Didn't realise using Tables would be so slow!

    Cheers,
    Duncan
  8. mmarovic Active Member

    It is slow when you use them for the purpose they are not designed for. However they are ok when used properly.

    Please give us feedback about performance after you make all changes.
  9. Adriaan New Member

    quote:Originally posted by Duncan

    Thanks for the quick responses.

    The reason I've made it a table function is because I'm really a software engineer at heart, and it's second nature to modularise code into readable chunks rather than having it inline. This is why I have created functions such as GetInner, GetOuter etc to return these values - so they can be reused. These were also simple examples - there are much more complex functions which call other embedded functions etc before they return.

    I was not expecting the performance to be so poor, so I may bring certain function calls inline as you have suggested.

    Interesting about the Reads column - couldn't find where that is defined in BOL. I presume Duration is in milliseconds and CPU is clock cycles?
    As a software engineer working in SQL Server, you should free your mind from the procedural approach to retrieving and manipulating data. Agreed, modularising code into chunks is the way to go in complex procedure-based applications, but in a data-based application like SQL Server you will find that - as a rule - set-based coding performs better. You will be amazed at what you can do with expressions in the standard T-SQL query statements (like SELECT, INSERT, UPDATE ...).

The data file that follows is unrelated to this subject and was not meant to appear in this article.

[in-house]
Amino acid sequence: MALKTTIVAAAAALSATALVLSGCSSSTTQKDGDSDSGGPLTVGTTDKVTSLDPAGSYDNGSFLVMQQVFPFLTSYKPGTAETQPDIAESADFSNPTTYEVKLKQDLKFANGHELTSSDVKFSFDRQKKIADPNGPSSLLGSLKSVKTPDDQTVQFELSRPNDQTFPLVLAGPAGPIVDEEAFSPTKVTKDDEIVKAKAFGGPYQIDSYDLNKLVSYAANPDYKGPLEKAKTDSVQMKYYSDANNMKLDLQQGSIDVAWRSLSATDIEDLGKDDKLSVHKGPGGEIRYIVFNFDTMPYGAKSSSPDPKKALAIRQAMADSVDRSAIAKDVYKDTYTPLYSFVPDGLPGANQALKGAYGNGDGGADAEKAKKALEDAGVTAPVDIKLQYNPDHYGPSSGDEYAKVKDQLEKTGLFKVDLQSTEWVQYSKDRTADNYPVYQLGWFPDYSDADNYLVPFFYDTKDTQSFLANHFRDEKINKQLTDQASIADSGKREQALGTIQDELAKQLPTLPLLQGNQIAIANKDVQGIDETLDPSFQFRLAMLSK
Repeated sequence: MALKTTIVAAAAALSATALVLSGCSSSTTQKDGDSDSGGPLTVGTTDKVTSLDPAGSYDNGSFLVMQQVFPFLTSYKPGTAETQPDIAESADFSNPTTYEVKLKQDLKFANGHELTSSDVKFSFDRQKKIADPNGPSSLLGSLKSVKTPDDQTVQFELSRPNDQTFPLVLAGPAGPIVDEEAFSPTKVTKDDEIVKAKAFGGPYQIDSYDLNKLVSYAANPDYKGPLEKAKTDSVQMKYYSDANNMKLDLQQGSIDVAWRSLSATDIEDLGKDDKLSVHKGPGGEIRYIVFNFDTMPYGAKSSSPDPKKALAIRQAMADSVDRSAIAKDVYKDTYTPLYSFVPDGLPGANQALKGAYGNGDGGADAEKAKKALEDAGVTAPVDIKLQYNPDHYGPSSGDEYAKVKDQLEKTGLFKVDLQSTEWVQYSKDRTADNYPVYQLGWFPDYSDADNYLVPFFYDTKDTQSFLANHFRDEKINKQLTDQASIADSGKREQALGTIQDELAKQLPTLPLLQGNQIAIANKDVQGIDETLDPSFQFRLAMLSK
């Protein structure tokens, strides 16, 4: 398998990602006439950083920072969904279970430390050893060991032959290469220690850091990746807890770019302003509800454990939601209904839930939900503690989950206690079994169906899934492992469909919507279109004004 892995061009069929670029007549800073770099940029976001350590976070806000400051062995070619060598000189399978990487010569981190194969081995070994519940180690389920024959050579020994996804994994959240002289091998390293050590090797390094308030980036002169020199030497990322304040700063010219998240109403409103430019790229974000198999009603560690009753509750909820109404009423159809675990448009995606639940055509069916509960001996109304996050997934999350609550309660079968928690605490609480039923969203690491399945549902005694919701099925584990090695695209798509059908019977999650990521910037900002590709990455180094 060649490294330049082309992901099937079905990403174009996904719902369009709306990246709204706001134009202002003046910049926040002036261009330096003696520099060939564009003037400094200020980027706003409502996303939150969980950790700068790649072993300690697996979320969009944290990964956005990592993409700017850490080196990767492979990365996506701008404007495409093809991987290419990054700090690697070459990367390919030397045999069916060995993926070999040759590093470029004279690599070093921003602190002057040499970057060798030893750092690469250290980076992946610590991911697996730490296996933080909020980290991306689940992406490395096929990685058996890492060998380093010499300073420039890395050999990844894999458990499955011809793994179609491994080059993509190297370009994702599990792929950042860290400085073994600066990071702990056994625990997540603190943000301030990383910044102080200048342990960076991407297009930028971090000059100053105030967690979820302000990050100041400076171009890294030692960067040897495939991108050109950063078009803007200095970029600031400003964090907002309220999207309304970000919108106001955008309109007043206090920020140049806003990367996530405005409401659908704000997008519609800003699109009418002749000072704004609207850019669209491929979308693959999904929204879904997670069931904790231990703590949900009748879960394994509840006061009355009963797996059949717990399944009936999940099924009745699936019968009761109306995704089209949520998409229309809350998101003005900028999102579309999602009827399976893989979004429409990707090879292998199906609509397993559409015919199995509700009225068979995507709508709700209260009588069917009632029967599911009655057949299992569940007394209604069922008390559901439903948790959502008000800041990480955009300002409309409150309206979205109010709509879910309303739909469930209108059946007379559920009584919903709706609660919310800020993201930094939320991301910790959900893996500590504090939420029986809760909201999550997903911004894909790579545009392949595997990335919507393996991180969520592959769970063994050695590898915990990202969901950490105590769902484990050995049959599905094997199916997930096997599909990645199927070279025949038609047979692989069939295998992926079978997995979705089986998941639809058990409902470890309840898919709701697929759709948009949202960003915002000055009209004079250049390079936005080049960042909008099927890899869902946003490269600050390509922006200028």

Also, I've seen many programmers creating stored procedures that call other procedures, only to step through a cursor and call another procedure that queries another table for a reference value - which is the same as doing a SELECT on couple of JOINed tables, only with very poor performance.

    There is a downside in that you will lack the reusable objects that a procedure-based application provides - though there is a lot you can do with VIEWs.
  10. Duncan New Member

    I believe that the power is there, you're right it's just a different approach to get the best out of it.

    >> Ok, you can modularise your code by using scalar function instead of table one

    I have a question on scalar functions - did you mean that you can have a function return multiple values? This is why I was using table functions, thought that was the only way of doing this. Could you give a quick example code of the syntax of this? Can't find an example anywhere unfortunately!



  11. mmarovic Active Member

    Oh, you are right, I wrote nonsense. [<img src='/community/emoticons/emotion-11.gif' alt='8)' />] No, you can't return multiple values using functions as far as I know. You can return multiple output parameters from stored procedure, but (I agree with Adriaan) executing too much store procedures from other stored procedures doesn't make sql code more managable and often makes it less efficient.
  12. Adriaan New Member

    Well mmarovic, actually you can return multiple values using functions - at least if the function returns a table ... [<img src='/community/emoticons/emotion-2.gif' alt=':D' />]
  13. Duncan New Member

    That's fine - thanks for the help anyway!

    I'm going to cache some values in the table to reduce the amount of UDFs that need to be called in the query each time. I've also done as much work inline as possible. This should improve performance significantly.

    I'll post my results of the performance improvement when I've got it working.

    Thanks for your time, much appreciated!
    Duncan
  14. mmarovic Active Member

    Wrong again. I meant from scalar function <img src='/community/emoticons/emotion-1.gif' alt=':)' />